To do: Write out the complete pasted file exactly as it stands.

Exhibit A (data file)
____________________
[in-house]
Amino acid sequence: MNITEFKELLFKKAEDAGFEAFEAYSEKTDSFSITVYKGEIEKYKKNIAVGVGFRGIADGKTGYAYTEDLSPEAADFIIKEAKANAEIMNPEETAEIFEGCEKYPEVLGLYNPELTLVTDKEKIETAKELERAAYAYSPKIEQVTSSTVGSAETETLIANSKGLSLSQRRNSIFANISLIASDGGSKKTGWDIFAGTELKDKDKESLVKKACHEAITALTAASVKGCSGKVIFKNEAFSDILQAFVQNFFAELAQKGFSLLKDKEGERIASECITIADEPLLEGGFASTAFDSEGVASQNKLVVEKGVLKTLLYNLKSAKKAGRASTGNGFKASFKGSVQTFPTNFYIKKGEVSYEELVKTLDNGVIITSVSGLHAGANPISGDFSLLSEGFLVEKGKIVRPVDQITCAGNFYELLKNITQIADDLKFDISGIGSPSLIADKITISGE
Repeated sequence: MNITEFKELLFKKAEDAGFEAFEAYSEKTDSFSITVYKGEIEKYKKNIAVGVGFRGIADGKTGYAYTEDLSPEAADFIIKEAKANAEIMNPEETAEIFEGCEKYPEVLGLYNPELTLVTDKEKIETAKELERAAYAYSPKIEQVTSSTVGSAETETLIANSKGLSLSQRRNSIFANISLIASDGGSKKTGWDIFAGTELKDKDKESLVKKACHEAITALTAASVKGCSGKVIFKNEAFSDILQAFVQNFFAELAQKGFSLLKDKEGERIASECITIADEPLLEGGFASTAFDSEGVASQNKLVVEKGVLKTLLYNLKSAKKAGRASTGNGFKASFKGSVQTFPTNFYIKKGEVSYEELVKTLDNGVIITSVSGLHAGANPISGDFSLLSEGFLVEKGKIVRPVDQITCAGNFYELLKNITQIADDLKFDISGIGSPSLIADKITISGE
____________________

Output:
[in-house]
Amino acid sequence: MNITEFKELLFKKAEDAGFEAFEAYSEKTDSFSITVYKGEIEKYKKNIAVGVGFRGIADGKTGYAYTEDLSPEAADFIIKEAKANAEIMNPEETAEIFEGCEKYPEVLGLYNPELTLVTDKEKIETAKELERAAYAYSPKIEQVTSSTVGSAETETLIANSKGLSLSQRRNSIFANISLIASDGGSKKTGWDIFAGTELKDKDKESLVKKACHEAITALTAASVKGCSGKVIFKNEAFSDILQAFVQNFFAELAQKGFSLLKDKEGERIASECITIADEPLLEGGFASTAFDSEGVASQNKLVVEKGVLKTLLYNLKSAKKAGRASTGNGFKASFKGSVQTFPTNFYIKKGEVSYEELVKTLDNGVIITSVSGLHAGANPISGDFSLLSEGFLVEKGKIVRPVDQITCAGNFYELLKNITQIADDLKFDISGIGSPSLIADKITISGE
Repeated sequence: MNITEFKELLFKKAEDAGFEAFEAYSEKTDSFSITVYKGEIEKYKKNIAVGVGFRGIADGKTGYAYTEDLSPEAADFIIKEAKANAEIMNPEETAEIFEGCEKYPEVLGLYNPELTLVTDKEKIETAKELERAAYAYSPKIEQVTSSTVGSAETETLIANSKGLSLSQRRNSIFANISLIASDGGSKKTGWDIFAGTELKDKDKESLVKKACHEAITALTAASVKGCSGKVIFKNEAFSDILQAFVQNFFAELAQKGFSLLKDKEGERIASECITIADEPLLEGGFASTAFDSEGVASQNKLVVEKGVLKTLLYNLKSAKKAGRASTGNGFKASFKGSVQTFPTNFYIKKGEVSYEELVKTLDNGVIITSVSGLHAGANPISGDFSLLSEGFLVEKGKIVRPVDQITCAGNFYELLKNITQIADDLKFDISGIGSPSLIADKITISGE